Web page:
Writers take eye off CBS

Times Staff Writers

The Writers Guild of America abruptly scrapped a controversial event it had planned in New York next week targeting investors of CBS Corp., one of the media companies with which it is in contract talks.

The guild had invited dozens of Wall Street analysts to a one-hour presentation Tuesday on how the 3-month-old writers strike has negatively affected the television networks and CBS in particular.

The unusual event was part of a strategy to pressure conglomerates through their shareholders to reach a deal with writers. But it prompted an angry response from some executives whose studios are in talks with the writers.

As of early Wednesday, several analysts contacted by The Times said they were planning to attend the session. By late afternoon, however, guild leaders had decided to pull the plug, according to two people close to the matter. Guild officials declined to comment.


A letter of invitation was sent to analysts Friday, the same day CBS Chief Executive Leslie Moonves had dinner with guild leaders Patric M. Verrone and David Young in Beverly Hills. But Moonves didn’t learn about the event until this week and was taken aback that he had not been informed about it, a person close to the matter said.

A CBS spokesman declined to comment.

The letter, written by Young, the guild’s chief negotiator, highlighted how the strike was taking a bigger toll on CBS than any other network. CBS, which is highly dependent on advertising revenue from its broadcast network and television stations, is much less diversified than other networks owned by media giants.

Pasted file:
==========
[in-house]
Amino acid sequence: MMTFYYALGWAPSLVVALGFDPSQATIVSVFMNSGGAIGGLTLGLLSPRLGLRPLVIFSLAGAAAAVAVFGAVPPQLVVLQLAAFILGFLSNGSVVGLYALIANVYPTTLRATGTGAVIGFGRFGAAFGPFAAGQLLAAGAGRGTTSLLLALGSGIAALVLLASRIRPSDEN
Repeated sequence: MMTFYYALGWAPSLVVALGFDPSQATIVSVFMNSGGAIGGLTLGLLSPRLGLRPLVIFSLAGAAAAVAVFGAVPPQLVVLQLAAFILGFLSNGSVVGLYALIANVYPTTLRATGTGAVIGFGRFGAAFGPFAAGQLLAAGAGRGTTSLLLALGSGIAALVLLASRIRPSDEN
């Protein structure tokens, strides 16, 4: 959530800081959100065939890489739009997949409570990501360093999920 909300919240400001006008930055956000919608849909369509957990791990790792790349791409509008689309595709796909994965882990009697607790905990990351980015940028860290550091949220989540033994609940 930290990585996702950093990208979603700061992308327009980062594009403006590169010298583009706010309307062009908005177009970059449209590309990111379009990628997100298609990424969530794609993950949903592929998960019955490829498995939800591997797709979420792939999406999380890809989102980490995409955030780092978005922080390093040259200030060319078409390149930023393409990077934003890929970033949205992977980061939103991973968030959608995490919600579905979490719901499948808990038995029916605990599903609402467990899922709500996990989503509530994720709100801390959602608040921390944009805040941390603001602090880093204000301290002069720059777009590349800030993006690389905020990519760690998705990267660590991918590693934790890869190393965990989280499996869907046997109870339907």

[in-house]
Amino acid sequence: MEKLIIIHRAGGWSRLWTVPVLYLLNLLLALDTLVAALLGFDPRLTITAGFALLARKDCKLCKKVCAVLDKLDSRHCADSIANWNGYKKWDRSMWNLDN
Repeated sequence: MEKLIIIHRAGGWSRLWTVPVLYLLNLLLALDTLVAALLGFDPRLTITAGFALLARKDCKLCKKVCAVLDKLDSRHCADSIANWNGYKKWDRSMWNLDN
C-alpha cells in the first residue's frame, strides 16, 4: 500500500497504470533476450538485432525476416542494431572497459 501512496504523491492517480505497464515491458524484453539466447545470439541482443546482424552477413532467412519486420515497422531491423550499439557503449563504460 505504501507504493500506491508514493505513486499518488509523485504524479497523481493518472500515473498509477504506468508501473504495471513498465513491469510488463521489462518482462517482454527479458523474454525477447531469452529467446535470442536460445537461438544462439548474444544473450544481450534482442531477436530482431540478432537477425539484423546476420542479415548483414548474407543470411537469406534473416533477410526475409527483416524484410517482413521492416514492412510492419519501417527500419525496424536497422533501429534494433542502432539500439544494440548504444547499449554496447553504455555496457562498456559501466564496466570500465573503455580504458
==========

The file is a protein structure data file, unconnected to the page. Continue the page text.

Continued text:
“As you probably know, most analysts view CBS as being especially vulnerable to the writers strike because of its concentration in network television,” Young wrote, noting that an extended walkout would hurt the upcoming pilot season for fall TV series and advertising sales that traditionally occur in early May.

In the letter, Young said the session also would cover the guild’s concerns regarding possible “conflicts of interest” between CBS and its sister company, Viacom Inc., which are both controlled by media mogul Sumner Redstone. Young did not elaborate.

The strike began in the middle of the fall TV season, halting production and forcing networks to rely heavily on reruns, reality TV shows and unscripted fare.

CBS’ ratings this season are down 14% from last year in the key 18-49 age demographic coveted by advertisers. ABC’s ratings in the same category fell 11% while NBC’s dropped 9%. Fox, buoyed by “American Idol,” saw its ratings jump by 9%, according to Nielsen Media Research.

The guild has previously taken its message to the investment community. A week after the strike began, writers staged pickets on Wall Street to underscore their fight for a larger piece of the Internet revenue pie.


The now-scotched Tuesday meeting is typical of the “corporate campaign” strategy that Young, a veteran labor organizer, has occasionally employed since he became the guild’s executive director two years ago. The aim is to pressure companies by lobbying boards of directors and staging protests at shareholder meetings, said Daniel J.B. Mitchell, professor of management and public policy at UCLA.

Mitchell said the guild’s goal may have been to send a message to the studios that even though talks are progressing, “you shouldn’t think we’re a bunch of softies, and that we’re continuing to exert whatever leverage we have now.”